-=>Raja.


Edited by rbort, 27 May 2018 - 08:15 PM.


#26 OFFLINE   RickOzone

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Posted 31 May 2018 - 01:36 PM

On one occasion, the HVB was relatively warm and so was the battery cooling inlet temperature as shown on FORScan. I turned on the A/C to bring the cooling inlet temperature down. The cabin temperature came down but the battery cooling inlet temperature did not.

Shown in the picture here are some panels that I cut out from foam board to block the sun when there is no shade. I’ll be modifying one of them to fit my solar powered fan. The solar panel can also be used to charge the 12 V battery.

Attached Files


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#27 OFFLINE   RickOzone

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Posted 01 June 2018 - 07:53 PM

Today, I used a smoke machine to determine that the airflow for the charging circuit cooling fan which is located on the right rear of the vehicle, takes the air from the right rear tire well on the outside and pushes it out through Electronics and into the cabin. The flow of air can be felt by folding the right rear seat forward to about 45° angle and reaching down behind the seat there’s a plastic flap where the air blows out downward from behind the flap.

#28 OFFLINE   rbort

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Posted 01 June 2018 - 09:03 PM

Interesting to see, I went and looked at my car, its plugged in but not charging until 4am.  The charging circuit fan is running and blowing cool air.  I put my hand between the seat and the plastic and I could feel it inside there.  That's why I take off the HVB disconnect cover to let that heat out.  When charging that air gets hot, and then that hot air can get sucked into the HVB cooling fans and it can warm up the HVB also.  Seen that too.  

 

Edit:  Have to add this...so I just looked at the car again, the charging circuit fan runs all the time, but the charging circuit is not active so its just blowing cool air into the car, that's it.  However, the HVB fan is not running, and the HVB is sitting at 84F.  In the garage its about 78F.  So its kinds stupid that the charging circuit fan is running when its not charging, and the HVB fan is not running when it could be cooling down the HVB before charging at 4am.  Doh!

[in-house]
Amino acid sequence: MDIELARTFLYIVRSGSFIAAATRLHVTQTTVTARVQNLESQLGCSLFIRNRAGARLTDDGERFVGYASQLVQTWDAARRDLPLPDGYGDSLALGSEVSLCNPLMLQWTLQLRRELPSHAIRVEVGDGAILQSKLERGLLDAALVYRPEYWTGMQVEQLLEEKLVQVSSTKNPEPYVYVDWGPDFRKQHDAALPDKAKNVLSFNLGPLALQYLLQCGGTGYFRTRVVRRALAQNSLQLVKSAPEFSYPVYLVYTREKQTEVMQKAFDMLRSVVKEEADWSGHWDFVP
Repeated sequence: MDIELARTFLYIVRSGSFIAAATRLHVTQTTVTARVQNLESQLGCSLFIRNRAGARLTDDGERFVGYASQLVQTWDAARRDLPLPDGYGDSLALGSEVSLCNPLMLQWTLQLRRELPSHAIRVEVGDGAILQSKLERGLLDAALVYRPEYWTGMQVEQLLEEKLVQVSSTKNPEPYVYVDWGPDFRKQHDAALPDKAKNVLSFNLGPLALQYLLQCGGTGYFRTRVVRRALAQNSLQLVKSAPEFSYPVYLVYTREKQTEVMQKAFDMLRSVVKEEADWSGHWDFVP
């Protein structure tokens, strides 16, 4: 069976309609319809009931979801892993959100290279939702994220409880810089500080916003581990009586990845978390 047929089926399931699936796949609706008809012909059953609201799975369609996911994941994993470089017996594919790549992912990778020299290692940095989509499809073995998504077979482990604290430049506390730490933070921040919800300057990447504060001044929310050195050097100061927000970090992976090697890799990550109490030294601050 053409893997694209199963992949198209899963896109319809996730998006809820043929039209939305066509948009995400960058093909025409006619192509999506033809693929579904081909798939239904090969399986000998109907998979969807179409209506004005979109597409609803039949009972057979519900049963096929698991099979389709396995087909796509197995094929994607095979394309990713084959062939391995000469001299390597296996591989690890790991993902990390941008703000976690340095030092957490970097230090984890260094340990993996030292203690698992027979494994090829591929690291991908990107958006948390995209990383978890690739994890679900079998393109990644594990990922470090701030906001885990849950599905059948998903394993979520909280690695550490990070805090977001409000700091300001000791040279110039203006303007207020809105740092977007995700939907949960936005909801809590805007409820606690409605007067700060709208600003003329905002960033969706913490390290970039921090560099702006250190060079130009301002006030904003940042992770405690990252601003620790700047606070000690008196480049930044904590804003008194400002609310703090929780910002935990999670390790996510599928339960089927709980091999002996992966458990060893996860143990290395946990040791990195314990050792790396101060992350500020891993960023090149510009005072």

-=>Raja.


Edited by rbort, 01 June 2018 - 09:28 PM.


#29 OFFLINE   rbort

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Posted 02 June 2018 - 06:29 AM

So I woke up thinking we got most of this figured out:

 

When charging the car takes outside air as it assumes inside air will be hotter (example baking in the sun) to cool the charging circuit and blows that exhaust hot air into the car behind the right rear seat.

When running the can takes in inside air from the top left and right vents to blow on the HVB and cool it as it assumes the AC might be running and the air inside could be cooler than outside.  Well I guess it doesn't assume but it runs the fan if the air inside is about 7 degrees cooler than the air outside.

 

Now the final question, where does the HVB cooling air exhaust to?  I don't think its outside.  Does it come back to the same spot unit the rear right seat or somewhere else?  Can you use the smoke machine to confirm?

 

-=>Raja.



#30 OFFLINE   rbort